Darkness doesn’t just cause problems in Colombia. According to the UN, 1.5 billion people around the world have to make do either with very poor quality light or no light at all. There are 1.3 billion who rely on kerosene lamps which emit toxic fumes, causing respiratory illnesses such as asthma, bronchitis and pneumonia. Inhaling kerosene smoke is equivalent to smoking four packets of cigarettes a day and kills an estimated 1.5 million people each year.

A lack of light also stunts education. Children who have to work to earn money for their families during the day—as many do in poorer countries—can’t study without light in the evenings. Unesco is calling 2015 the “International Year of Light” in an effort to draw attention to the issue.

Jack Aldwinckle
The philosophy is to spread lamps out illuminate a wide area rather than concentrate them in a few spots.

As well as the new technology, Liter of Light also brings a different philosophy to street lighting. It installs more lights across a wider area rather than bunching a few bright lights in one central location, such as a town square. The organization says this approach reduces crime by 60-70%. “We put them in front of shops, so people can get more sales and see what’s happening in the street.” says Diaz. “Instead of bigger, brighter lights we prefer smaller, cheaper ones.” That particularly helps women. As developing countries establish 24/7 economies, women are an increasingly active part of the workforce and are especially vulnerable when commuting after dark.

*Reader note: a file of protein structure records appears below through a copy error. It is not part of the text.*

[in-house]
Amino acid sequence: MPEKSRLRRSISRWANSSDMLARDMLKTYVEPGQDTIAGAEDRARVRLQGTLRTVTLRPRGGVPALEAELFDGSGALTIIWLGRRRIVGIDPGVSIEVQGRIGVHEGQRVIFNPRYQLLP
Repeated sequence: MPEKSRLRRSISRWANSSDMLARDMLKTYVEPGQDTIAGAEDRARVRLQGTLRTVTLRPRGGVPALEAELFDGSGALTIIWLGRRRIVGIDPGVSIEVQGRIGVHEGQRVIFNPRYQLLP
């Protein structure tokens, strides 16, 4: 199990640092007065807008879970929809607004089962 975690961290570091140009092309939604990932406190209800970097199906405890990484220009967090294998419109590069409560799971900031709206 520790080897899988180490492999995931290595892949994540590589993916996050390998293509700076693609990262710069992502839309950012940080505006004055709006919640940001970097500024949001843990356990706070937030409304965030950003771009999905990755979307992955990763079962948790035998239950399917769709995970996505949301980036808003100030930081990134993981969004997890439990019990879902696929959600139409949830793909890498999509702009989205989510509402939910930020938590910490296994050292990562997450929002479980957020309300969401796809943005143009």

As well as tackling crime, public lighting can also make a big difference in the aftermath of a natural disaster. When Typhoon Haiyan battered the Philippines in November 2013, Liter of Light lit up over 2,000 homes in the some of the hardest-hit areas. In Pakistan last year a hundred street lights were installed at the UN’s Jalozai refugee camp in Pakistan, supporting 10,000 families who had fled the Afghan war. The camp is due to receive another 450 lights this year. In Egypt, the NGO is teaming up with Pepsi to light 35 schools in an effort to alleviate the blackouts associated with the country’s energy crisis.

Pepsi is also helping to raise funds for the organisation more generally. It recently teamed up with the designer Nicola Formichetti, who made a luminous dress made out of plastic bottles in an effort to “shine a light on those who live in darkness”. As part of its new marketing drive, the company has also promised to donate a dollar to Liter of Light every time someone includes the hashtag #PepsiChallenge on Instagram, Facebook, Twitter or YouTube.

That could give extra fizz to the programme in Latin America, which is already growing very quickly. In Colombia, 14 locations have already been illuminated and there are plans to install another 2,000 street lights across the country in 2015. The organisation also hope to expand the programme to Mexico, Peru and Brazil. Across the world, Liter of Light has pledged to install a million new lights this year.